Intel's $7.68 billion McAfee acquisition could have little direct effect on its relationship with Microsoft, unless Intel uses that deal as leverage to hurt ARM and attract Google into using its products.
Microsoft and Intel have a long-standing partnership.
Microsoft Security Essentials competes with McAfee's portfolio of security
products. So will Intel's $7.68 billion acquisition of McAfee affect the
chip-maker's relationship with Microsoft?
Not really, said representatives from Intel.
"McAfee will be a wholly owned subsidiary, so there will be
little change from today," an Intel spokesperson wrote in an Aug. 19 e-mail to
eWEEK. "While McAfee does compete with Microsoft in some areas, Intel's
Microsoft relationship is longstanding, extensive and strong, and very
important to Intel."
As a subsidiary, McAfee will apparently report to Intel's
Software and Services Group. In an Aug. 19 conference call with media and
analysts, Intel executives suggested that the acquisition supports their view
of security as an essential pillar of computing, along with energy-efficient
performance and connectivity. In theory, the McAfee properties will also allow
Intel to buttress its security flank as it expands into mobile and embedded
"With the rapid expansion of growth across a vast array of
Internet-connected devices, more and more of the elements of our lives have
moved online," Paul Otellini, Intel president and CEO, wrote in an Aug. 19
statement ahead of the conference call.
"Intel's acquisition of McAfee signals a growing awareness among the industry, and in our society, of the importance of an enhanced level of security in everything we do," a Microsoft spokesperson wrote in an Aug. 19 email to eWEEK. "Microsoft has been investing heavily to build security and privacy into all of our software and services, and to deliver security solutions, such as Forefront for business and Microsoft Security Essentials for consumers."
Microsoft Security Essentials, available
for free through the company's Website, is designed to combat both viruses
and malware on Windows-equipped PCs. Originally codenamed Morro, Security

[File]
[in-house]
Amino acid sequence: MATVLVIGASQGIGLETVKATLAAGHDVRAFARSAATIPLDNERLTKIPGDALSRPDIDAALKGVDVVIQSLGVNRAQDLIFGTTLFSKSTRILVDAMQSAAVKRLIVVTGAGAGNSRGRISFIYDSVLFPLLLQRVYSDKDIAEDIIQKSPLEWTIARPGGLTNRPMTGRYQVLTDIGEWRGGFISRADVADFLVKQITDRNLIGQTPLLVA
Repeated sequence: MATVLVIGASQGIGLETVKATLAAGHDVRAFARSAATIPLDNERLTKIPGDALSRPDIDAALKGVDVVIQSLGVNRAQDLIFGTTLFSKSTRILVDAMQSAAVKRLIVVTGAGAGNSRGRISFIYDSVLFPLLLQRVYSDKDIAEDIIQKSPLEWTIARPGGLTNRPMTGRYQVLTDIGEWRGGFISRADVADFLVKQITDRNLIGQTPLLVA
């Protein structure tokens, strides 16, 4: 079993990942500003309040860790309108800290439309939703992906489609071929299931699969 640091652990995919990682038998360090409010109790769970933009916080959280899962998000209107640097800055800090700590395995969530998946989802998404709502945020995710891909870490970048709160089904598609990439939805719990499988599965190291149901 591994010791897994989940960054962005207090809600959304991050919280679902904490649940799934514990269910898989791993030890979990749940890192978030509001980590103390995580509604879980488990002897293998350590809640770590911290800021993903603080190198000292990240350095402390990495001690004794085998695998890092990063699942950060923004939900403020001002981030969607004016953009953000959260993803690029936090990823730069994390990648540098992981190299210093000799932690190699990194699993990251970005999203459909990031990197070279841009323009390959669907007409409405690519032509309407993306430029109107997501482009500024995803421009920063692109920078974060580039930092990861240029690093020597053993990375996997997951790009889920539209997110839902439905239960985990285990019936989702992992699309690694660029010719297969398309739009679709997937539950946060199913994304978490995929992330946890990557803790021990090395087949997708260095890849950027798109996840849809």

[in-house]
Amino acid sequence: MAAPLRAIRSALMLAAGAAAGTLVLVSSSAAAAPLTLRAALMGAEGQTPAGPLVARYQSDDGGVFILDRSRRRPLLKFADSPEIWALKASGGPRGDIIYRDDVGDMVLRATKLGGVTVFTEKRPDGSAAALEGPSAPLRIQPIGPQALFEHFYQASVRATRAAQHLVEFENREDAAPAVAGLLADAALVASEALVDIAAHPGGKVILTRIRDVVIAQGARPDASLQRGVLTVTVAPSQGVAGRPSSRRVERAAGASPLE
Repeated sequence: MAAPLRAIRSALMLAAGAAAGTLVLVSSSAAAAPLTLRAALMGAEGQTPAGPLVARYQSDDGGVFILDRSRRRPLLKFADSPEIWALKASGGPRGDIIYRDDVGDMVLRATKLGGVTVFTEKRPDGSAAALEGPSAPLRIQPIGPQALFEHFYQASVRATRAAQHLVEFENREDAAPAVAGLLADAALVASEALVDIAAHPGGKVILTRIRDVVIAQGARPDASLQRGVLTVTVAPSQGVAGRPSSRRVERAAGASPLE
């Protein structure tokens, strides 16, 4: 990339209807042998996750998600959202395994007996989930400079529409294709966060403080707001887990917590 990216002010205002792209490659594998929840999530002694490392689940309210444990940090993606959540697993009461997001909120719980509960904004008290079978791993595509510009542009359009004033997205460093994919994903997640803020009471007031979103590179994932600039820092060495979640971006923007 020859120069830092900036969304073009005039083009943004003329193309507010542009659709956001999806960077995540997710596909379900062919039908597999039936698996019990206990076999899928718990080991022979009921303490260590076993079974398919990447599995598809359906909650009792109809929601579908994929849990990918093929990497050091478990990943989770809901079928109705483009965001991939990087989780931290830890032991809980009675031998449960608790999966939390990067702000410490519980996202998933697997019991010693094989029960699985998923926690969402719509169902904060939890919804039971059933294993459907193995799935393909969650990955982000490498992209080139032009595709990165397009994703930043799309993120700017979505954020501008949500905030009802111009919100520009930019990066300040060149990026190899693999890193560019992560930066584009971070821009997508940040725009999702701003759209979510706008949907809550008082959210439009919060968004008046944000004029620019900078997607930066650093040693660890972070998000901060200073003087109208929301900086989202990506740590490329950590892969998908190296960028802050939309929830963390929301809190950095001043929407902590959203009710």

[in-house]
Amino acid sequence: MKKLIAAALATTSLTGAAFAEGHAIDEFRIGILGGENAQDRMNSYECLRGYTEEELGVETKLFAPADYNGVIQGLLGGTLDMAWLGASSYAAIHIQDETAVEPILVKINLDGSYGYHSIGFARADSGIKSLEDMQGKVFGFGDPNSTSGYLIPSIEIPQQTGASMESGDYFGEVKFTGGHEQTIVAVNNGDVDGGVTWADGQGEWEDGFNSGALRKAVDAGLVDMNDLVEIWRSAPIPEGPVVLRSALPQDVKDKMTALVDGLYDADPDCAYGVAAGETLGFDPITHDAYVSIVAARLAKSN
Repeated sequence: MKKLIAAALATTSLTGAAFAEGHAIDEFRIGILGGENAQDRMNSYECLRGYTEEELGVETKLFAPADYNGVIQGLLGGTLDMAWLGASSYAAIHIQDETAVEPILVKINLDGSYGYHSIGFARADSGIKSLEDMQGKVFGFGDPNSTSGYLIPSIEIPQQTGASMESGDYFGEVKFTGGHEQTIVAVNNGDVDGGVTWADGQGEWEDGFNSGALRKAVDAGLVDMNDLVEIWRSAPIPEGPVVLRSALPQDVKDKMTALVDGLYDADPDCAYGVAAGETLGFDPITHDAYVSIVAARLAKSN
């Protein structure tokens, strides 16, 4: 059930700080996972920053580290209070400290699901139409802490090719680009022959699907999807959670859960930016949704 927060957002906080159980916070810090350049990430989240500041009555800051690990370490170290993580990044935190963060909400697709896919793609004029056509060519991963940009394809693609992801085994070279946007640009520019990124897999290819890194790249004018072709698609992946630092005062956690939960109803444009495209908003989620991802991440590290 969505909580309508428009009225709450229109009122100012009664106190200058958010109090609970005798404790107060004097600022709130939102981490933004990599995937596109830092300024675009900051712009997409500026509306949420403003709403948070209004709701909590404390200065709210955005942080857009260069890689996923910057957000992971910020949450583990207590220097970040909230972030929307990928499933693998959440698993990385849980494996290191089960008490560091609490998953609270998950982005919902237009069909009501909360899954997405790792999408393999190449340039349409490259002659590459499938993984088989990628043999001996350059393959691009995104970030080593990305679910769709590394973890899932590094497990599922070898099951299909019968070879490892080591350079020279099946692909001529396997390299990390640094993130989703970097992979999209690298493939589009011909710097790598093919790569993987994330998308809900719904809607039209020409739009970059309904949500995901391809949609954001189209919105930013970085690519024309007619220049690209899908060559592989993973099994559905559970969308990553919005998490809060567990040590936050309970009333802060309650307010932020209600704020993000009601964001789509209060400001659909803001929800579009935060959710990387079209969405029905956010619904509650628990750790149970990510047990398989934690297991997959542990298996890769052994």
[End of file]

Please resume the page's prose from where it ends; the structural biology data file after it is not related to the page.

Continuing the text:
Essentials was designed to replace Live OneCare, an
antivirus product that failed to gain substantive market traction. While the
software lacks some of the features present in higher-end offerings by security
vendors such as McAfee, it does offer an alternative to lower-end
Analysts seemed to support the Intel's assertions about the
acquisition-to a point.
"Intel is ramping up quickly in the security realm, as it
correctly recognizes that devices are increasingly complex and connected and
increasingly unsafe and secure," Jack Gold, an analyst with J. Gold Associates,
wrote in an Aug. 19 e-mail to eWEEK. "Much of what they are doing is at the
lower level-below the OS and into the chip level or BIOS level."
Microsoft, Gold added, "primarily plays in the
end-user/consumer protection of Windows-based systems." Because of that, "I
don't see this as having much impact on the Microsoft/Intel relationship. I see
this more as Intel trying to expand its level of security enablement for
business users, and ultimately to consumers as well."
Nicholas Kolakowski is a staff editor at eWEEK, covering Microsoft and other companies in the enterprise space, as well as evolving technology such as tablet PCs. His work has appeared in The Washington Post, Playboy, WebMD, AARP the Magazine, AutoWeek, Washington City Paper, Trader Monthly, and Private Air. He lives in Brooklyn, New York.